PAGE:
A Move to Save the Bluefin Tuna

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Jiji Press / AFP / Getty

Fishmongers check the quality of meat on large tuna at Tokyo's Tsukiji fish market

The Atlantic bluefin tuna is considered a delicacy from Osaka to Omaha; at Tokyo's venerable Tsukiji fish market, a single giant blue tuna can fetch up to $100,000 in auction. But the sheer popularity of the fish among consumers of sushi and sashimi has caused populations of the bluefin tuna to plummet, with its total numbers down more than 80% since 1970. We are literally eating the bluefin tuna to death.

But there may still be hope for the species. On Wednesday the Obama Administration announced that it would support a proposed ban on international trade of the Atlantic bluefin tuna at the upcoming meeting of the Convention on International Trade in Endangered Species (CITES) in Doha, Qatar. The decision, for which conservationists had long been lobbying, could pave the way toward the most wide-ranging protections ever put in place for a major commercial marine species. "This announcement could be a real turning point in the fight to protect the tuna," says Susan Lieberman, director of international policy at the Pew Environment Group and a veteran of the CITES process. "This will help ensure the future of this endangered fish."

Protection for tuna was initially proposed by Monaco late last year, and if the motion passes at the CITES meeting, the fish would be listed under the treaty's Appendix I. That would amount to a total trade ban, though countries would still be able to fish the tuna for their own markets. But given that about 80% of the worldwide bluefin tuna catch is eventually eaten in Japan — with the main fishing nations being Italy, France and Spain — a global trade ban should significantly reduce pressure on the fish population, which is now at less than 15% of its estimated historical high. "This step will help fix a management system that is broken," says Mark Stevens, senior program officer for fisheries at the World Wildlife Fund. "First of all, we have to stop the overfishing pressure."

The U.S. decision to support the ban should go a long way at the CITES meeting, but it doesn't ensure that the tuna will be protected under Appendix I. Any decision at CITES requires the vote of at least two-thirds of the represented countries, and while the European Union has voiced its support for the bluefin tuna, Japan remains very much against a trade ban. In the past — especially during the ongoing debate over commercial whaling — Tokyo hasn't been shy about using its generous foreign aid budget to leverage support from smaller countries.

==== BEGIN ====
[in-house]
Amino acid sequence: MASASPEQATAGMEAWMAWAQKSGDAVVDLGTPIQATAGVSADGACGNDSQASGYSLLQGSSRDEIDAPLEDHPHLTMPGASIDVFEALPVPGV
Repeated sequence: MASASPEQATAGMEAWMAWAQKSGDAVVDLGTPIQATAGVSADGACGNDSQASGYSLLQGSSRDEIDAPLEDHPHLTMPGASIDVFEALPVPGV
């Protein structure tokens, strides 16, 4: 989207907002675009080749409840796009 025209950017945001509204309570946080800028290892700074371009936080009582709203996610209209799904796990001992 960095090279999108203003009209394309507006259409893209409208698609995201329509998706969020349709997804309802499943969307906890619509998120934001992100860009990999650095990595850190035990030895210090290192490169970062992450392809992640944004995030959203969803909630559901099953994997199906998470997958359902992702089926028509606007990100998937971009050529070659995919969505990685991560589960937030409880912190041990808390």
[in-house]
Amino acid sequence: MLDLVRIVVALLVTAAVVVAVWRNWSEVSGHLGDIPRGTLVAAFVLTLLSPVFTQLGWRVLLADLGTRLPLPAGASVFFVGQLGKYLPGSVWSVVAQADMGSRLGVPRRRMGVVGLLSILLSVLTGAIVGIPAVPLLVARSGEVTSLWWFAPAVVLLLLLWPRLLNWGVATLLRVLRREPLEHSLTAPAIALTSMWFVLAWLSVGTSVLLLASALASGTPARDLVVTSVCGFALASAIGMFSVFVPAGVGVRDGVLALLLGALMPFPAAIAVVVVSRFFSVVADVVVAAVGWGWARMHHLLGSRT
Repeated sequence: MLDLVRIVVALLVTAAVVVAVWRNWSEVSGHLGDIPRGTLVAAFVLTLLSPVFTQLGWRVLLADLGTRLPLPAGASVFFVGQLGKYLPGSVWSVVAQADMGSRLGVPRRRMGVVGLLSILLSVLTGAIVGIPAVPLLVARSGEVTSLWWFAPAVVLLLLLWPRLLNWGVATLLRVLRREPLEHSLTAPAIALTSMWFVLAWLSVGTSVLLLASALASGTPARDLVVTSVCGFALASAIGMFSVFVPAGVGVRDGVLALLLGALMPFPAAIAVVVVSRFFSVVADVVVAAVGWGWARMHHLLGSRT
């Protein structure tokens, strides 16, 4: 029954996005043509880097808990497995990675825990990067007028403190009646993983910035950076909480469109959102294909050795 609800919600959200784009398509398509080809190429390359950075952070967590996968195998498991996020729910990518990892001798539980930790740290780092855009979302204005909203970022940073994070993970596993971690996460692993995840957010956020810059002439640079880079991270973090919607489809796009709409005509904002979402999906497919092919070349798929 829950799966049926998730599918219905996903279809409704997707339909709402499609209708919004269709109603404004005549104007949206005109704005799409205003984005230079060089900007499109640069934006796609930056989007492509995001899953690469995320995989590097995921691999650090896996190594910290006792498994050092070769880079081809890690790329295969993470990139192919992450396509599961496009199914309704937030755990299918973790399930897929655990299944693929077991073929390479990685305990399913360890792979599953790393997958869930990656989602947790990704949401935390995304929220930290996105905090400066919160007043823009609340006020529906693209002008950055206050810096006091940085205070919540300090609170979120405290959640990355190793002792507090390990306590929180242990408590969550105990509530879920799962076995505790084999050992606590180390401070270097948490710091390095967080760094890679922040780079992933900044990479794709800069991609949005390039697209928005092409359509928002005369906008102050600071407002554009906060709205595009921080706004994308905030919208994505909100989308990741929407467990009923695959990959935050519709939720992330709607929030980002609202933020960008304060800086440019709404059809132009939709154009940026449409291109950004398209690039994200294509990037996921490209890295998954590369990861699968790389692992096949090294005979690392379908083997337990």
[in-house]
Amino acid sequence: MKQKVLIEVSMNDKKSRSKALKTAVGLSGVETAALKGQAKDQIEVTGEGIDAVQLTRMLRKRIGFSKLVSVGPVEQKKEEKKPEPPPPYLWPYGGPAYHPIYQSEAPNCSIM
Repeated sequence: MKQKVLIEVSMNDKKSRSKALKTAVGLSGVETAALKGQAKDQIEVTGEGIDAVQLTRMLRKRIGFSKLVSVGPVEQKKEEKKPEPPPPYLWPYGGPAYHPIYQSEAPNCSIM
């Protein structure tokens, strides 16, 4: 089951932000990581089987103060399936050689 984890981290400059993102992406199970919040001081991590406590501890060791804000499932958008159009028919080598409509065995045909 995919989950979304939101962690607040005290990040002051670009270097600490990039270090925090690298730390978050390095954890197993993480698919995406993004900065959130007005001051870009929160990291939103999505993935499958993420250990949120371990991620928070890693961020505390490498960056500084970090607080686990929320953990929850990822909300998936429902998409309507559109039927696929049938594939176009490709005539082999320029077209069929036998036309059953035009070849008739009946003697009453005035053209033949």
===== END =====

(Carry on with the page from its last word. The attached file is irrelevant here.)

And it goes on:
Even if the ban goes into effect, Japan or any other country has the option of taking a "reservation" that would allow it to effectively continue trading the tuna — but they would still need a fishing country from which to buy. "The U.S. won't do that," says Lieberman. "The E.U. won't do that. And we believe they'll exert sufficient pressure on the North African nations to ensure that they won't either."

The White House's decision wasn't an easy one, politically. The tuna ban is strongly opposed by many U.S. commercial fishermen, who worry that a prohibition of global trade in one of the most valuable species in the ocean would inevitably damage the industry. Republican Senator Olympia Snowe of Maine blasted the announcement, calling it a "reckless decision that will ultimately prove ineffectual and cause disproportionate harm to the U.S. bluefin tuna industry." And many fishermen doubt that the tuna is really threatened with extinction.

Yet a number of international scientific agencies have found evidence that the tuna is truly endangered, most recently the U.N. Food and Agriculture Organization, which announced support for trade limitations in December. If the tuna is finally listed, it would represent a watershed moment in endangered-species protection. It's one thing to halt the hunting of relatively rare species like the rhino or the elephant. It's another to ban the trade of a major staple of sushi restaurants — especially as a cuisine that was once limited to Japanese workers has become a global favorite. A ban on the bluefin tuna trade would likely raise consumer prices of the fish in the short term, but it may be the only thing that could prevent the tuna population from collapsing altogether. It would also represent a rare occasion when the international community proved willing to sacrifice today to protect the future. "Nothing in the fishing world like this has ever happened before," says Stevens. "It's a huge step forward."